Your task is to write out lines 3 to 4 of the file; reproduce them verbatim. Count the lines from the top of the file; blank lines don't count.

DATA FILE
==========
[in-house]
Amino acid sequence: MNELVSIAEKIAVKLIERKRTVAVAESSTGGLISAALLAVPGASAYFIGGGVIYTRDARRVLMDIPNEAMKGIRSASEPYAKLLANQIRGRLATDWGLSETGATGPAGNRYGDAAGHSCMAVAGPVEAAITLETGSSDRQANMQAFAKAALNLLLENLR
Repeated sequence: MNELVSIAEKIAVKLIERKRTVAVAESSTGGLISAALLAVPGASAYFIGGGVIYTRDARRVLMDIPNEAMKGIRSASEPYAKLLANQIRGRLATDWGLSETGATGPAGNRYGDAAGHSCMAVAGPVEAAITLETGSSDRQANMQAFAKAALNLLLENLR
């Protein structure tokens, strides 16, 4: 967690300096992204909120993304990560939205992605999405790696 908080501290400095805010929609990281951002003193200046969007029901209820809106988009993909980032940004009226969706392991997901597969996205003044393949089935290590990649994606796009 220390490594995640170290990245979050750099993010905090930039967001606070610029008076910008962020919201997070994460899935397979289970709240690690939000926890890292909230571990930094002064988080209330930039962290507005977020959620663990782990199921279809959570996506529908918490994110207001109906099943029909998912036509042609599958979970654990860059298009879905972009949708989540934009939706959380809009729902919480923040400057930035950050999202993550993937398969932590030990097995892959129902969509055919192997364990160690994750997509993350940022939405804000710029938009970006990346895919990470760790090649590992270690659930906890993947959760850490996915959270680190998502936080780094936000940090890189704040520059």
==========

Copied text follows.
Repeated sequence: MNELVSIAEKIAVKLIERKRTVAVAESSTGGLISAALLAVPGASAYFIGGGVIYTRDARRVLMDIPNEAMKGIRSASEPYAKLLANQIRGRLATDWGLSETGATGPAGNRYGDAAGHSCMAVAGPVEAAITLETGSSDRQANMQAFAKAALNLLLENLR
């Protein structure tokens, strides 16, 4: 967690300096992204909120993304990560939205992605999405790696 908080501290400095805010929609990281951002003193200046969007029901209820809106988009993909980032940004009226969706392991997901597969996205003044393949089935290590990649994606796009 220390490594995640170290990245979050750099993010905090930039967001606070610029008076910008962020919201997070994460899935397979289970709240690690939000926890890292909230571990930094002064988080209330930039962290507005977020959620663990782990199921279809959570996506529908918490994110207001109906099943029909998912036509042609599958979970654990860059298009879905972009949708989540934009939706959380809009729902919480923040400057930035950050999202993550993937398969932590030990097995892959129902969509055919192997364990160690994750997509993350940022939405804000710029938009970006990346895919990470760790090649590992270690659930906890993947959760850490996915959270680190998502936080780094936000940090890189704040520059």